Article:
• Buy your shoes from a store with a good exchange policy. Time and time again, a shoe will feel good in the store but after 20 min of running, the feel good is all gone. Make sure the store will allow you to exchange the shoe for something different if it doesn't feel good after your first run.
  • Don't buy your shoes based on color.
  • Don't buy your shoes based on price.
  • Never buy the shoe that your best friend wears. He/She doesn't know how the shoe will perform for you and it could cause an injury.
  • Don't buy your running shoes from Foot Locker, Famous Footwear, or other Big Box Chain Stores. Their sales people are not trained to custom fit a shoe.
  • Don't buy a shoe just because the it is labeled as running. Not all shoes are equal. Many shoes that are labeled running are NOT designed to be run in everyday. Many of them are designed just for the person who wants an athletic looking shoe who likes to run as they participate in all sports. They usually weigh more, are lower quality in construction, don't fit as well and absorb less impact.
Because buying running shoes can make or break your running experience, it is important to find the right shoe for you. Don't be afraid to run on the shoe in the store or outside on the sidewalk in front of the store. Pick out the shoe that fits your needs the best. Remember, if your feet hurt, you won't want to run on them. So make a little investment and spend $100 on some good shoes. It is the best $100 you will spend on your feet.

Tuesday, October 14, 2008

Building a Base

By: Rhielle

'Tis the season for building a base. A lot of runners ask me what I am training for right now and normally I tell them, "Nothing, the winter is my time to rebuild my base." Building a base is designed to give your body the muscle strength and impact training needed to run harder, faster, longer, stronger throughout the racing season. Typically, runners will increase the number of times they run per week, and at the same time decrease the mileage that they run during each run. For example, during racing season, you may run 3x/week and do 6 miles/run for a total of 18 miles/week. During base training, you would start out running 5x/week doing only 3-4 mile runs. Then gradually increase the mileage of each run (5x/week but 4-5 miles/run, then 5-6 miles/run, etc) to build a strong foundation for speed and hill workouts done during the racing season.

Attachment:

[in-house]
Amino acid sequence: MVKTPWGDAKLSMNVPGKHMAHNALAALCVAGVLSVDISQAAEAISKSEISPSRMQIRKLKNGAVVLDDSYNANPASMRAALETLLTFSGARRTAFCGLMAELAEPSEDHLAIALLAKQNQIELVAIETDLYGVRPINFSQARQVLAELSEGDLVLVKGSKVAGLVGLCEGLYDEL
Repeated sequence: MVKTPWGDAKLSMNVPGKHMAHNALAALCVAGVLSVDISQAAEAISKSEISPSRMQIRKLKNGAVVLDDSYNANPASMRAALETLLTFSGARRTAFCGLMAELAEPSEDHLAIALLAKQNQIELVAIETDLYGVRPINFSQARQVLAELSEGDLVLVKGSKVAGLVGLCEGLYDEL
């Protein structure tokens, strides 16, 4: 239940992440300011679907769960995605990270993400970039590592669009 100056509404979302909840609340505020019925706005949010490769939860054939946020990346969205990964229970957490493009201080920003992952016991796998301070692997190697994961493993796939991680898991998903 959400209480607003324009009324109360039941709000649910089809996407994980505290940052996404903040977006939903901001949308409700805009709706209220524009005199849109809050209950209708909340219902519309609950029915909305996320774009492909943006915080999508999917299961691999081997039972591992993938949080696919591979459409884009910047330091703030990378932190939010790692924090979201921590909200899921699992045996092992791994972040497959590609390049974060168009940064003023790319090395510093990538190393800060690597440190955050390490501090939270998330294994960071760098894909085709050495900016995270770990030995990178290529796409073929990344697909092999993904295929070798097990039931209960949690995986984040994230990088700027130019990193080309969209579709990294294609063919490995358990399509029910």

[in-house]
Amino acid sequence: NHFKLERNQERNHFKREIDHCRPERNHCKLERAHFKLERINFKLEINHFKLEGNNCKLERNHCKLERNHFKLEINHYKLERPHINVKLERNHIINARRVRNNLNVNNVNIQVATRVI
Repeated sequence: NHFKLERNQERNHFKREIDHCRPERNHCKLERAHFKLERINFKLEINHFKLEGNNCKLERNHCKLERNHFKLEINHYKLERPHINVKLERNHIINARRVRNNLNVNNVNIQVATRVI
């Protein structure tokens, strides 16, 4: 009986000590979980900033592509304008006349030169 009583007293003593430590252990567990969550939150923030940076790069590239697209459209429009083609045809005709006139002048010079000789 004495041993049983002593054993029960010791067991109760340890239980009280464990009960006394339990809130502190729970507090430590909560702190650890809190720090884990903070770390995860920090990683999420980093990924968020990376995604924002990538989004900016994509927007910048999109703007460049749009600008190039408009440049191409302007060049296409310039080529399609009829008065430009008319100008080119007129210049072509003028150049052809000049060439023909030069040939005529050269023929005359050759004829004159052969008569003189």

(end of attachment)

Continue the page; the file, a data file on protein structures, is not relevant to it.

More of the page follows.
Base training is really important because it allows the body to rest from the fatigue that comes with speed workouts and racing. At the same time you are being very productive in preparation for the coming season. Base Training also sets the stage for how many injuries an athlete will be prone to during the fast season. Just as with architecture, the stronger your foundation is, the better the house will stay standing when the pressure increases.

The key is to start with very low mileage and NEVER increase you mileage more than 10% over the previous week. This will help to insure you don't get injured during base training. Then, after about 6-8 weeks of low key easy running, you are ready to start running more tempo and speed workouts again. You don't want to leave that out of your training for too long if you want to keep getting better each year.

Monday, October 6, 2008

Treadmill Training


I went for a run this morning at 7:00 am and I realized that glove and long sleeve season is
coming into full swing. In talking with a lot of runners (I teach a running class), I have noticed that the biggest concern about running in the winter is the cold. If you want to stay outside, the better way to do it, investing in some good winter running clothes is a must. I like to use layers because as you warm up during the run, which you will, you can unzip or peel off unwanted layers and still stay warm. If you don't care to stay outside, the logical place to go is inside-to a treadmill. My tip for the week relates to this winter treadmill training.

Tip #1: If you want to train on a treadmill, but you plan to do events that are outside on the pavement, you must increase the incline of the treadmill 1-2%. This will insure that you make up for the work that the treadmill does for you by moving your feet while they are underneath you.

Wednesday, October 1, 2008